Sutton Foster, a big Broadway star, headlines a 50th anniversary revival of Bob Fosse’s famed musical Sweet Charity that’s far from a “Big Spender.” The original opened the huge Palace Theatre in 1966; this thrust-stage production, Off Broadway at a 250-seat house at the Pershing Square Signature Center, is designed for maximum intimacy. The first 3D feature, Bwana Devil, promised a lion in your lap; Sweet Charity gives you Foster in your face.
And that’s not a bad thing. The two-time Tony winner, who has been dazzling us since Thoroughly Modern Millie in 2002, is so good, so assured, that
Taking the kids to New York this holiday season? Or want to get your city kids off our island for an action-packed hour? I have an idea for you, and it’s a “pip”–Pip’s Island, an interactive, immersive entertainment that runs for the next eight weeks.
My kids, ages 8 and 5, enjoy children’s theatre, but they were skeptical about this one. “This is a walking show?” asked my kindergarten boy. “Is there a lot of walking? My legs run out of walking sometimes.” I thought he could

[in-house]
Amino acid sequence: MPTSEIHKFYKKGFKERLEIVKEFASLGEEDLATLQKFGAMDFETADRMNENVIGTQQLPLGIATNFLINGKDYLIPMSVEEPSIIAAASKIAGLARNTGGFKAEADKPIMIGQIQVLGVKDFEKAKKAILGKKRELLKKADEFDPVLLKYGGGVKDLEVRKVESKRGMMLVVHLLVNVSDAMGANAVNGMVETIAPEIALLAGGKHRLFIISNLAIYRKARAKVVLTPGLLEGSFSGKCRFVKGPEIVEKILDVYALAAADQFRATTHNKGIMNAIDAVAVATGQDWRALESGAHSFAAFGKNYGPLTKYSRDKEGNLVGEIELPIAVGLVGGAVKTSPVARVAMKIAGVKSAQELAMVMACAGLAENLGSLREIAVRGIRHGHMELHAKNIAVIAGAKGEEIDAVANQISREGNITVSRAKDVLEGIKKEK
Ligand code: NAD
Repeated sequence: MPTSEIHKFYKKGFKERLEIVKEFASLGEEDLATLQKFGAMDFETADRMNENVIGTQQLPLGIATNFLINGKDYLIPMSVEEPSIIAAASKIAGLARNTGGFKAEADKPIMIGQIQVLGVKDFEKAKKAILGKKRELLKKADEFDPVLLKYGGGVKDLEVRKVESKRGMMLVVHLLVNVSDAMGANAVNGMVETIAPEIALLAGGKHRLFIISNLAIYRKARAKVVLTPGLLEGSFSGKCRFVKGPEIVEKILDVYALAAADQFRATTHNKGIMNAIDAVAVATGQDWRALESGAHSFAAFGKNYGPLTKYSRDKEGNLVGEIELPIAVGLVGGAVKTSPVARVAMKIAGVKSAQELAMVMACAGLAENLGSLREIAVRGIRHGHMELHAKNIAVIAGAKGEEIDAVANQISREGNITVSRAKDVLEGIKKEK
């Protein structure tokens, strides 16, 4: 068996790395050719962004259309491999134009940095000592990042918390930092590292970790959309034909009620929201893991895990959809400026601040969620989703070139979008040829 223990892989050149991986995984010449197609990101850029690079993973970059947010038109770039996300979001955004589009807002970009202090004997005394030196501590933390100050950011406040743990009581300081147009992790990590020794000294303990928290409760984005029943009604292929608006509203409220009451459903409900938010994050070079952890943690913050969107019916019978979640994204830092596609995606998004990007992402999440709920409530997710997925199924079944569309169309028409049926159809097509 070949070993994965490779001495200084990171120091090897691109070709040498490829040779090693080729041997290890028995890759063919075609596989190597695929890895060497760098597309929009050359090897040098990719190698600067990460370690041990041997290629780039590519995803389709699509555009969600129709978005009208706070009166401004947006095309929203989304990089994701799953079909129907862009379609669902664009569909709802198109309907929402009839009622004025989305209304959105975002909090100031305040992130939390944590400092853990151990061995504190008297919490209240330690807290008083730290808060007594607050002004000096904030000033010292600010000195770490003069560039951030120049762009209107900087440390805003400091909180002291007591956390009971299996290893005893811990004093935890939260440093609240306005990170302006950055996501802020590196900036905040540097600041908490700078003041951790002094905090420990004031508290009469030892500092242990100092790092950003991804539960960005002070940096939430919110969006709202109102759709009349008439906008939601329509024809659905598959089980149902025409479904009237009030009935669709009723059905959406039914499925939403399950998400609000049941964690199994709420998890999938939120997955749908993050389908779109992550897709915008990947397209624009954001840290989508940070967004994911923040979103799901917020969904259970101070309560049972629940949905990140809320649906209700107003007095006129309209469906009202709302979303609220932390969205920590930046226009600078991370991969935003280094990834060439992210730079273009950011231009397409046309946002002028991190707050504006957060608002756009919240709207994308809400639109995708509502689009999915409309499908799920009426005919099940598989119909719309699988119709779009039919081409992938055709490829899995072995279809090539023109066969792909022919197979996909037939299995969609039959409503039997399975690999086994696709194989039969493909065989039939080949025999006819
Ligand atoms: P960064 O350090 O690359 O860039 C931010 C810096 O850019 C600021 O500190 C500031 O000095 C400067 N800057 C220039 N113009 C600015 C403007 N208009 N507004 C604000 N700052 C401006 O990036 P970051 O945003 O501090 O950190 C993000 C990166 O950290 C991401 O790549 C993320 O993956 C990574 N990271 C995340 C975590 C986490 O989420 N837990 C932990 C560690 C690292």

“Going to the theatre” is always taxing when getting to the theatre, Off Off Broadway on the butt end of West 54th Street, takes longer than the running time of the show you’re traveling to see. Worse, you get to the venue, and the “note from the creators” in the program asks, “Why is that we love to narrativize ourselves in ways that propogate the very violence we claim to upend?” Come again? “Narrativize”? I can’t even.
Fortunately, Jennifer Kidwell and Scott Sheppard, the Philadelphia-based creators of Underground Railroad Game, left the “narrativizing” at home, and have come up with one of the most
Today in small personal accomplishments: I moved Plenty from my “Plays I’ve Only Seen the Movie Of” file to my “Plays I’m Glad to Have Finally Seen” file. First performed at the Public Theater in 1982, David Hare’s drama picked up four Tony nominations in its subsequent run on Broadway in early 1983, including two for stars Kate Nelligan and Edward Herrmann. I saw the disappointing 1985 film version, with Meryl Streep in one of her less successful “accent” parts, overshadowed by the release later that year of Out of Africa.
Part of my frustration with the adaptation was that there didn’t seem to be much of a movie in the material, though Hare is said to have